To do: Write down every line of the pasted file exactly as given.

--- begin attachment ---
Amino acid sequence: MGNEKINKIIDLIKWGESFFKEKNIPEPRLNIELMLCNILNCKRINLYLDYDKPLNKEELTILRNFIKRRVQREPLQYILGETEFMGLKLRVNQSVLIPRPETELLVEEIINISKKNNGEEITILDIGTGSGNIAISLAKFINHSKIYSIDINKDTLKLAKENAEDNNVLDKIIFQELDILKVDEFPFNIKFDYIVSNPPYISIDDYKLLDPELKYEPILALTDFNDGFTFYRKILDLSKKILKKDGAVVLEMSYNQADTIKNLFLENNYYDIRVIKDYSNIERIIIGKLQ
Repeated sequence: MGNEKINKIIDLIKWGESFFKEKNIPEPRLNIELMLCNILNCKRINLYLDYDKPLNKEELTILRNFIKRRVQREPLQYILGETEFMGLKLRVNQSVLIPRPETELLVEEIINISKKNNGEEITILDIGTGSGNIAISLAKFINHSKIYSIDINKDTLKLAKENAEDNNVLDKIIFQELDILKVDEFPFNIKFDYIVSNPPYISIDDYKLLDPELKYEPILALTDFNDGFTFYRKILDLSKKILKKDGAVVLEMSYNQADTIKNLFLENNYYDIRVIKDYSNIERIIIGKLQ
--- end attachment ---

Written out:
Amino acid sequence: MGNEKINKIIDLIKWGESFFKEKNIPEPRLNIELMLCNILNCKRINLYLDYDKPLNKEELTILRNFIKRRVQREPLQYILGETEFMGLKLRVNQSVLIPRPETELLVEEIINISKKNNGEEITILDIGTGSGNIAISLAKFINHSKIYSIDINKDTLKLAKENAEDNNVLDKIIFQELDILKVDEFPFNIKFDYIVSNPPYISIDDYKLLDPELKYEPILALTDFNDGFTFYRKILDLSKKILKKDGAVVLEMSYNQADTIKNLFLENNYYDIRVIKDYSNIERIIIGKLQ
Repeated sequence: MGNEKINKIIDLIKWGESFFKEKNIPEPRLNIELMLCNILNCKRINLYLDYDKPLNKEELTILRNFIKRRVQREPLQYILGETEFMGLKLRVNQSVLIPRPETELLVEEIINISKKNNGEEITILDIGTGSGNIAISLAKFINHSKIYSIDINKDTLKLAKENAEDNNVLDKIIFQELDILKVDEFPFNIKFDYIVSNPPYISIDDYKLLDPELKYEPILALTDFNDGFTFYRKILDLSKKILKKDGAVVLEMSYNQADTIKNLFLENNYYDIRVIKDYSNIERIIIGKLQ